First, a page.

Hi Ashlynn, Yes you’re absolutely correct, to get a shaggy carpet look you would just make your threads shorter and attach them as a rya knot. Once they were all attached, you then could cut them shorter if you like, but in order to waste less yarn, I would cut them short to begin with and then cut them afterwards just to clean up the look. I also recommend putting 2 or 3 plain weave rows in to support your shag after a few rows of rya knots. Depending on how large or small your rya knots are, maybe you could do two or three rya knot rows and then 2 or 3 plain weave rows, then rya again, etc. Also begin and end with plain weave rows to lock it all in. I hope this helps!

  • ashlynn
    November 16, 2015 at 9:17 pm

    Extremely helpful – Can’t wait to give it a go. Thank you, Kate!

  • the day I learned to weave.
    December 13, 2015 at 9:01 pm

    […] I was so glad there was some pink yarn to work with. Favorite! I tried my hand at basic tabby, Rya knots (love) and loops. We also learned how to Soumak which I didn’t do during the class but I did […]

  • sofia
    February 11, 2016 at 6:27 am

    Hello Kate!!
    I{m Sofia from Argentina! I found your blog a few days ago and I can not stop reading it!
    I weave with a diferent type of loom, but I want to start right now to use this type!!!
    Congratulations for your blog! Its the best!!!!!! thank you for sharing all your knowledge!!!!

    • Kate
      February 11, 2016 at 2:13 pm

      Hi Sofia, welcome and thank you for your kind words 🙂

  • Eugenia mayorha
    June 7, 2016 at 8:05 am

    Hola. Estoy fascinada con tu blog. Me encanta como nos ayudas. Gracias. Y seguire leyendote.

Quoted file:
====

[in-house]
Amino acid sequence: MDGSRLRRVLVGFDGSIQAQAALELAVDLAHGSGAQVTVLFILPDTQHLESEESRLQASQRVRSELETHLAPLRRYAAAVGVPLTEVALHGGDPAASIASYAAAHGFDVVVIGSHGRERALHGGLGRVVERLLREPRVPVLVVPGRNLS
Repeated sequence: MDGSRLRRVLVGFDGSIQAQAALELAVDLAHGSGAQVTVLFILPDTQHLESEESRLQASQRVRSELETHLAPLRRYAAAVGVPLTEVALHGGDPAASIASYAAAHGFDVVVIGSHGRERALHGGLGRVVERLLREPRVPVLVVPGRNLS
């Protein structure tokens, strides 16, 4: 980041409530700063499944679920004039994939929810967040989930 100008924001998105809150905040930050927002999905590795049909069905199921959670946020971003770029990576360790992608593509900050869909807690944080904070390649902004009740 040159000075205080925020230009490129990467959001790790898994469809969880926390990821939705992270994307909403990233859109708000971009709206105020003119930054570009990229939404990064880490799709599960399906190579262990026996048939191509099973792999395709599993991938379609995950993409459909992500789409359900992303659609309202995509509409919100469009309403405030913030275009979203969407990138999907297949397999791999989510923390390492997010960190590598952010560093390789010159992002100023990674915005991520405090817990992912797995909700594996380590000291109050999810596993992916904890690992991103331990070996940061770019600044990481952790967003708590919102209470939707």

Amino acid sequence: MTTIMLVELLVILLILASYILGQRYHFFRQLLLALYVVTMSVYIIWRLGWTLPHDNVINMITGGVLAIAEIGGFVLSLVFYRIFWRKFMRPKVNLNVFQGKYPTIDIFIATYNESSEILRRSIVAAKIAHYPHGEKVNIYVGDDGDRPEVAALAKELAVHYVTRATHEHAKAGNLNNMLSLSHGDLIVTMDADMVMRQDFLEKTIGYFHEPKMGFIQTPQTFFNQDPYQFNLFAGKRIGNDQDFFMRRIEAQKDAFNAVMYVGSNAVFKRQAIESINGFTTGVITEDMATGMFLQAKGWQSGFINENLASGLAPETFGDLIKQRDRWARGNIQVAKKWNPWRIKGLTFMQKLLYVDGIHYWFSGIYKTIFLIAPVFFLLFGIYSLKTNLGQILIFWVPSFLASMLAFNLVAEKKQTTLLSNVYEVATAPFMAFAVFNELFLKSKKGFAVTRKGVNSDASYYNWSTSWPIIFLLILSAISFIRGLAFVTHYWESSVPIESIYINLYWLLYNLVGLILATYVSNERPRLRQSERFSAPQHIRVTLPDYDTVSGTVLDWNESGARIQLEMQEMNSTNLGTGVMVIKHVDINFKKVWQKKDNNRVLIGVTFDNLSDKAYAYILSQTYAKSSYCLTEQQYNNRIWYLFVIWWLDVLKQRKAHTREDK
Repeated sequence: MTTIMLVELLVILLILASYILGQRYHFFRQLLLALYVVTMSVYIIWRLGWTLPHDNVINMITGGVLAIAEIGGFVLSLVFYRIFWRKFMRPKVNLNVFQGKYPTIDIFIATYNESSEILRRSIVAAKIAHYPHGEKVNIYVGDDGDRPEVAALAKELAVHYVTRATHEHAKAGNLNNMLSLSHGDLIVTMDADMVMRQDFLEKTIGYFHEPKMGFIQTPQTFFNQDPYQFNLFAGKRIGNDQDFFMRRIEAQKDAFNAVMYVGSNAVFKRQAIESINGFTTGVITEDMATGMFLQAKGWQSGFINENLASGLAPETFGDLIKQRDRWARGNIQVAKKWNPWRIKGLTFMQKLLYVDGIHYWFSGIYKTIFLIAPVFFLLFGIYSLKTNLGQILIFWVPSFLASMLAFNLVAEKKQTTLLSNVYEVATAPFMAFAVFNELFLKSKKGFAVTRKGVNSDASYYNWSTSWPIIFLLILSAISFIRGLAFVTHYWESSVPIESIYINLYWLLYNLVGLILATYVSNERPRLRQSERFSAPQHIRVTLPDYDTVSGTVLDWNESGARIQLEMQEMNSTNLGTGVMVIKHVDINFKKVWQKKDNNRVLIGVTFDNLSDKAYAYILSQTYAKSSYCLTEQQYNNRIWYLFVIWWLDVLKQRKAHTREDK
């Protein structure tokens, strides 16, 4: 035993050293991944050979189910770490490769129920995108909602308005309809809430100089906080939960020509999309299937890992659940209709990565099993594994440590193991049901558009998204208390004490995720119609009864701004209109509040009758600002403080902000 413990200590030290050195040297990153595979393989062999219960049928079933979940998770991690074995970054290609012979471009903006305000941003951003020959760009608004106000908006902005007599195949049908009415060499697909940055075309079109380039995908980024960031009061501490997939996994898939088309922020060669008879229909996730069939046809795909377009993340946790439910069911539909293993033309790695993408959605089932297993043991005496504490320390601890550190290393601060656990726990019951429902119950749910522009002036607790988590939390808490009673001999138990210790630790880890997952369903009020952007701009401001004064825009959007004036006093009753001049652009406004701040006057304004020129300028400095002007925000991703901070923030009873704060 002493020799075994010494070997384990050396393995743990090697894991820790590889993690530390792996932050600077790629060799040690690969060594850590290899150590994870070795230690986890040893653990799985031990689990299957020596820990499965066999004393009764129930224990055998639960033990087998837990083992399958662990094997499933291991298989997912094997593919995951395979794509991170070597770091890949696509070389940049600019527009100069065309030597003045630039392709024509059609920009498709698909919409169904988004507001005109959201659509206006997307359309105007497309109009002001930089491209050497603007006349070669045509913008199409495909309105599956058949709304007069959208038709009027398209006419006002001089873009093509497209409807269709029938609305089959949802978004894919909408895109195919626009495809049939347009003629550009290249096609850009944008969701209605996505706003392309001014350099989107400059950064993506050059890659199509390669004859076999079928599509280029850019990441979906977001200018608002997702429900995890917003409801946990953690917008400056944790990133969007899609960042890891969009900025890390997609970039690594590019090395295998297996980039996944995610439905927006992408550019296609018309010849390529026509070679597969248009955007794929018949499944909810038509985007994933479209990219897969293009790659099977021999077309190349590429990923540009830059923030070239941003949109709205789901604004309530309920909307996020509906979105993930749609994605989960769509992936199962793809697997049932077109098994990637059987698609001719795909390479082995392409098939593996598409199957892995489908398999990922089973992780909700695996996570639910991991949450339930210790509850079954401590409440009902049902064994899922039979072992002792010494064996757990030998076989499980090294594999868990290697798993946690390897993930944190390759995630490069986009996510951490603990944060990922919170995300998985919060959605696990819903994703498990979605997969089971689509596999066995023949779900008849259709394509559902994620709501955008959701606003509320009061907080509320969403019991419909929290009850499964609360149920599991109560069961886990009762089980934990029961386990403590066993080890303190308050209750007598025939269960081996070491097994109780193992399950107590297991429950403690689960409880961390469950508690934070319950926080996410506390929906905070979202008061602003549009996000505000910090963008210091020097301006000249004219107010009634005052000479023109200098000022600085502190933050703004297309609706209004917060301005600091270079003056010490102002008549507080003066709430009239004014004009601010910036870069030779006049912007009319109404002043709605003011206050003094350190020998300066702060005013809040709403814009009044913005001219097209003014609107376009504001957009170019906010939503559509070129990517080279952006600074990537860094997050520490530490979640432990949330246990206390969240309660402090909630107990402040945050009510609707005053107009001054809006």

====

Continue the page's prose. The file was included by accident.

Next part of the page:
• Rachel
    December 23, 2016 at 4:45 pm

    this may seem like a silly question since I am having trouble finding the answer, but how do I avoid having holes in between the rya knots? After I am done if I continue weaving, it is left with holes on either side of the knot – how do I weave to fill the spaces without messing it up? Thanks!!

    • Kate
      December 27, 2016 at 3:59 pm

      That isn’t a silly question at all. There are a few options to lessening holes, depending on the look you’re going for:
      1) use really thick yarn to make rya knots with, or use multiple yarns in one knot. The bulk will help cover gaps
      2) loosen your rya knots a bit, so that they have more volume on the sides and hide the gaps better.
      3) plain weave rows above and below the rya knots to help lock the warp threads in place.
      4) rya knot a second row, where you knot the opposite warp threads together, so in-between the gaps will be other rya knots.

      Hopefully one or more of these options will give you what you’re looking for 🙂

  • Keisha Guzik
    January 19, 2017 at 6:30 pm

    Hi, Kate:

    First off, I’m so glad I tried Maysville cotton warp for my weaves per one of your posts. It’s perfect. 🙂

    Secondly, I was wondering what the trick is to getting rya fringe to hang from the very bottom of a weave. I only know about creating the kind of fringe that blossoms out a bit, like a full skirt, and I assume it has to do with the support tabby underneath. Thanks!

    • Kate
      January 22, 2017 at 1:03 pm

      Well the thickness and amount of yarn is what causes the fringe to be bushier. If you want a thinner rya knot, try using thin yarns. You can also just tie off your warp threads and use them as a fringe. I kind of did that here, except that I was only left with short warp threads, so I made a faux warp thread fringe http://www.theweavingloom.com/weaving-techniques-weaving-plaid/

      Let me know if you have anymore questions on this.

      • Keisha Guzik
        February 5, 2017 at 3:27 pm

        Thanks! I’ve tried using less yarn, but my fringe ends up still poofing out but just looking more wispy. I think I need to work on not pulling my rya knots so tight maybe. I’ll try thinner yarns too.